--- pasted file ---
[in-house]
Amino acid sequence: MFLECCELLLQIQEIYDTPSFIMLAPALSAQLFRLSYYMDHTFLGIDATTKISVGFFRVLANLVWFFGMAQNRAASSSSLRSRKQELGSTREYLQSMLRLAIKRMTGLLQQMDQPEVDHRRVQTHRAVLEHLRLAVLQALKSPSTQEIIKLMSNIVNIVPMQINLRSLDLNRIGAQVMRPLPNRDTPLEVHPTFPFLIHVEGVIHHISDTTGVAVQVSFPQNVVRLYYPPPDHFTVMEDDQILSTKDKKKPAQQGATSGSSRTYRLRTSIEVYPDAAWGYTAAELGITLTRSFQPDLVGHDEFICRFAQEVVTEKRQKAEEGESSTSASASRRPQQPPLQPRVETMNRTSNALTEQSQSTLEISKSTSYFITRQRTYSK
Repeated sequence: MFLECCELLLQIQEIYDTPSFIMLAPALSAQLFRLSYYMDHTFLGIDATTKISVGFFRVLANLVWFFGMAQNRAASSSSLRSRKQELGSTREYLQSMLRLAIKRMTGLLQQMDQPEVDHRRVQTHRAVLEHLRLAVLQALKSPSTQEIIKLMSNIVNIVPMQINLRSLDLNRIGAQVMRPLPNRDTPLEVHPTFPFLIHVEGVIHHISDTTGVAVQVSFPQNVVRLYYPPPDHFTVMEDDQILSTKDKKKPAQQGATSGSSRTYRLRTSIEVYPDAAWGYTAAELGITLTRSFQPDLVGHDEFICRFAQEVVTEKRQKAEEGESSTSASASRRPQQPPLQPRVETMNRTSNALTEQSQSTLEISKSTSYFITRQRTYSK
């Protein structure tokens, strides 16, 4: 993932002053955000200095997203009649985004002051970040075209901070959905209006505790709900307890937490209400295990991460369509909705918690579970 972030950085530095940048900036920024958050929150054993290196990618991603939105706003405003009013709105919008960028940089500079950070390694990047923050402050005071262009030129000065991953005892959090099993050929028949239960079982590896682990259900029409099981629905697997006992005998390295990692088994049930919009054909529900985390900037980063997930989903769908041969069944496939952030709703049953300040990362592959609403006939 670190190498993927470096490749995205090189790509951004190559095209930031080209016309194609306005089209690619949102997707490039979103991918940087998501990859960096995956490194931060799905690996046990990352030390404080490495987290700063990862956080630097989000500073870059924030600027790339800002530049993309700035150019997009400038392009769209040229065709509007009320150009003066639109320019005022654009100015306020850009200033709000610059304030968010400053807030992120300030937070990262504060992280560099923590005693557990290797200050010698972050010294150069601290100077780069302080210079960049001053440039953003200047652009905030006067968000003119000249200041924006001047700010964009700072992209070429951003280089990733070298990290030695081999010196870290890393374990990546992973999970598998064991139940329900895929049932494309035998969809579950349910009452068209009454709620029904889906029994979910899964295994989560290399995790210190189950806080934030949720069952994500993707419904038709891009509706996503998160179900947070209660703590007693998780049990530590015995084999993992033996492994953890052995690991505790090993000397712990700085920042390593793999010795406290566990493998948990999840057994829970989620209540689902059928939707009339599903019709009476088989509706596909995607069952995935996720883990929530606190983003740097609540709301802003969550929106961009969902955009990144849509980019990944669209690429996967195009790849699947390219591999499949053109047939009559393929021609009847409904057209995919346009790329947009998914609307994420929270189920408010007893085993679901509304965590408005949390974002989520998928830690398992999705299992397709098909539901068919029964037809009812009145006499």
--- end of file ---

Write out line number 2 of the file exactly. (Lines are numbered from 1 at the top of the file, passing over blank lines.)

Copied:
Amino acid sequence: MFLECCELLLQIQEIYDTPSFIMLAPALSAQLFRLSYYMDHTFLGIDATTKISVGFFRVLANLVWFFGMAQNRAASSSSLRSRKQELGSTREYLQSMLRLAIKRMTGLLQQMDQPEVDHRRVQTHRAVLEHLRLAVLQALKSPSTQEIIKLMSNIVNIVPMQINLRSLDLNRIGAQVMRPLPNRDTPLEVHPTFPFLIHVEGVIHHISDTTGVAVQVSFPQNVVRLYYPPPDHFTVMEDDQILSTKDKKKPAQQGATSGSSRTYRLRTSIEVYPDAAWGYTAAELGITLTRSFQPDLVGHDEFICRFAQEVVTEKRQKAEEGESSTSASASRRPQQPPLQPRVETMNRTSNALTEQSQSTLEISKSTSYFITRQRTYSK